Rare orchid found flowering in Wales for first time
Irish Lady's-tresses has been recorded in Wales for the first time ever this summer.
The colony of eight flowering plants was discovered last month at Borth Bog on the Ceredigion coast. It is hoped that access will be organised for 2020, should they flower again. A guided walk is provisionally planned for members of the Hardy Orchid Society, which can be joined for a small annual fee.
In Britain, Irish Lady's-tresses was previously known only from western Scotland and Devon (Dcrjsr / commons.wikimedia.org).
Irish Lady's-tresses is an attractive orchid, with creamy-white flowers coiling in three spirals up the stem. It grows in wet, grassy areas such as bogs and marshes. Its previously known range in Britain was restricted solely to a handful of islands off the western Scottish coast, including Oronsay and Colonsay, plus a very small number on the western mainland of Scotland. A colony used to exist on the edge of Dartmoor, Devon, although it hasn't been seen there since the 1990s. As its name suggests, it is commoner in Ireland, but does not grow anywhere else in Europe, being a largely North American species (where it is quite widespread in suitable habitat across the US and Canada).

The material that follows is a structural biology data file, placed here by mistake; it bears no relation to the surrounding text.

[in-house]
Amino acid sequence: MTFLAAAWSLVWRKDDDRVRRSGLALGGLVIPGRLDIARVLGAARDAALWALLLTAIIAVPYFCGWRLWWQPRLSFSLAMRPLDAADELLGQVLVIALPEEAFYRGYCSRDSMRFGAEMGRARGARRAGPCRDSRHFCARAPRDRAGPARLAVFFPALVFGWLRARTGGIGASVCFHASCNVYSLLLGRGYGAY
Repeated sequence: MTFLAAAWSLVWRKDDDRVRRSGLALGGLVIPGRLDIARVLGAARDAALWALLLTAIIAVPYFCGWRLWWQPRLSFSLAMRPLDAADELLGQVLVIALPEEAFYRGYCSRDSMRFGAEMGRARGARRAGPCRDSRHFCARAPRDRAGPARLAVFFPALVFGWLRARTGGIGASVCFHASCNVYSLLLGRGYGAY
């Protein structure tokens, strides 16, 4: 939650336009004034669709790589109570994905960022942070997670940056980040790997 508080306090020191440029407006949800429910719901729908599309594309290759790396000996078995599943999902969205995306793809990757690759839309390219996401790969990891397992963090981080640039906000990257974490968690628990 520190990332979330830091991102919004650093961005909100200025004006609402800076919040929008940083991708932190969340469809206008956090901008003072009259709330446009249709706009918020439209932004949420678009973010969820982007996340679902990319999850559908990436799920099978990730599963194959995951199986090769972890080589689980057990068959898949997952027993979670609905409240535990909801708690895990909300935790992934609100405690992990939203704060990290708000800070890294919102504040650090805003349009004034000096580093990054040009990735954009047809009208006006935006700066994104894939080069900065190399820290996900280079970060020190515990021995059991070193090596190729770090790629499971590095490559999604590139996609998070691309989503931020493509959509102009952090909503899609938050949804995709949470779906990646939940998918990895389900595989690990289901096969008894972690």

The orchids may have been flowering unnoticed at the 'new' for some time, or have possibly been lying dormant underground for many years, waiting for the right conditions in which to flower. This range extension is a source of excitement and inspiration for orchid hunters, as it seems plausible that Irish Lady's-tresses could well be flowering undiscovered in other areas of suitable habitat across Wales and south-west England.